Be afraid – be very afraid…

Now this “making it up as you go along” is, of course, a long-standing tradition in Britain, both in certain social circles and in comment journalism. So perhaps we should expect nothing else.

The nagging worry is that there might be some people out there who take Jenkins’ views on science, and scientists, seriously. Just last week I heard one worried senior scientist refer not just to Jenkins’ article, but to Jenkins “influential readership”.

The obvious implication was that politicians, top mandarins, the media and other members of the Great and the Good, are where one finds Jenkins’ readers.

And in an era when the Tories have just put an Evangelical Christian with a tendency to invent her own statistics and facts, and a man who believes astrology can help surgeons get better operating results, onto the House of Commons Health Select Committee… …that thought really does worry me.

It worries me quite a bit.

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30 Responses to “More Jenkins Junk”

  1. Tweets that mention More Jenkins Junk « Dr Aust’s Spleen -- Topsy.com Says:

    [...] This post was mentioned on Twitter by Alan Henness. Alan Henness said: RT @Dr_Aust_PhD: More Jenkins Junk: http://wp.me/p7r3S-iO [...]

  2. Cybertugger Says:

    Tweet, tweet, tweet … just trying to increase your commentary count, Herr Draust. Nobody’s drifted in to see Draust for a couple of days. Aah! Only Frau Draust loves you … or does she? And what about the little drausts? I see you’ve been wibbling about Jenkins again – not that I could be bothered to read your junk science about Jenkins. Tweet, tweet, tweet, twit …

  3. draust Says:

    If you couldn’t be bothered to read it, why are you here, Shabby? Did you get bored with wagging your weenie at DeeTee over at the Guardian autism “Threadzilla”?

  4. Cybertiger Says:

    The “Threadzilla” has now been closed. And I was just getting going. The ‘weenie wagging’ was obviously getting a bit hot for Dr Peter ‘Deetee’ Flegg, infectious disease expert in the parish of Blackpool. Tweet, tweet, twat!

  5. Cybertiger Says:

    Sadly the Guardian ‘threadzilla has closed. I feel sure Herr Draust will be happy to host a threadzilla continuation on the genetics of autism and possible genetic vulnerability to environmental – including vaccinatory -onslaught.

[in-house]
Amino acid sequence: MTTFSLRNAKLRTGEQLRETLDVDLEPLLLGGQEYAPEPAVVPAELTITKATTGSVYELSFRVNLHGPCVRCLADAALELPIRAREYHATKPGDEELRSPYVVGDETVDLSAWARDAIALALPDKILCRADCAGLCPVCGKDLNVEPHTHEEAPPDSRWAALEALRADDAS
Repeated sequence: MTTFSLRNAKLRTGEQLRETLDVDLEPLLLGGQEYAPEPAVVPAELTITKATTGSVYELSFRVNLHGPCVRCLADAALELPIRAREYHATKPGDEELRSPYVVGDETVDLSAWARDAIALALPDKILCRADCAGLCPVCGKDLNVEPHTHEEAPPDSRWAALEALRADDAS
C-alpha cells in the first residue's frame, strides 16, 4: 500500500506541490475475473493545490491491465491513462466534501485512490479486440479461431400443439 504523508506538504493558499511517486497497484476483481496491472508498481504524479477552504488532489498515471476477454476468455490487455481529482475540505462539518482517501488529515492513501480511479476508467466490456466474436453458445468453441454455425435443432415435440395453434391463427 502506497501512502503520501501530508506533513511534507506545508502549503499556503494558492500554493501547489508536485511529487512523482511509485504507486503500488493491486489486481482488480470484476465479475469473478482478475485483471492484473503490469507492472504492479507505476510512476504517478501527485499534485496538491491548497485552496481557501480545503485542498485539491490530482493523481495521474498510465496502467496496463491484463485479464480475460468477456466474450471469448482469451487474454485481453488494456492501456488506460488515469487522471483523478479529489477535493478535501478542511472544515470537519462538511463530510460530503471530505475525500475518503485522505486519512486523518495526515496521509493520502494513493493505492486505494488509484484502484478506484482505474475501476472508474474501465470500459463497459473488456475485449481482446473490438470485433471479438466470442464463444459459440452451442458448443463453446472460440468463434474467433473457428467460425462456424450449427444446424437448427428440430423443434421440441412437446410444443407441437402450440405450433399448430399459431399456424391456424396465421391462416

What about it, Herr Drippy?

    I was intending to question the blatant sophistry of Dr. Mike, the arch-sophist, who said,

    “Now there has been a hugely disproportionately large research focus on a link to vaccination, with essentially nothing in the way of anything positive to show for it.”

    “Hugely disproportionately large research focus”? “Nothing in the way of anything positive to show for it.” These statements are odd.

    The head honcho at the Department of Health has been operating an “if we don’t look, we won’t see” policy on vaccine safety for many, many years. Despite incontrovertible ‘scientific’ evidence to the contrary, Professor David Salisbury, has persistently maintained that the MMR vaccine has an “exemplary safety record”.

    The head honcho at the vaccinating unit of the Department of Health has also ensured that ANY research focus, let alone a “hugely disproportionately large” one, that could possibly link vaccination with autism is completely annihilated. What do you think the atrocity (sponsored by the medical profession) committed against Dr Andrew Wakefield and Professor John Walker-Smith was all about?

    Bring it on, Dr. Mike. Bring on the sophistry, Herr Droopy.

  6. draust Says:

    I will not be opening a thread on the genetics of autism – the Guardian “Threadzilla” shows yet again just what an utter waste of time it is “debating” with your anti-vaccine pals. I notice all the other scientists that commented there – except for Mike Stephens and DeeTee – gave up after a while when they were variously shouted over, insulted, hectored, or called shills for Pharma / the Medical Establishment / the Scientific Establishment.

    I thought Mike Stephens’ comment that you quoted from summarised the actual scientific state of play on autism causation pretty well. I invite readers to go and judge for themselves.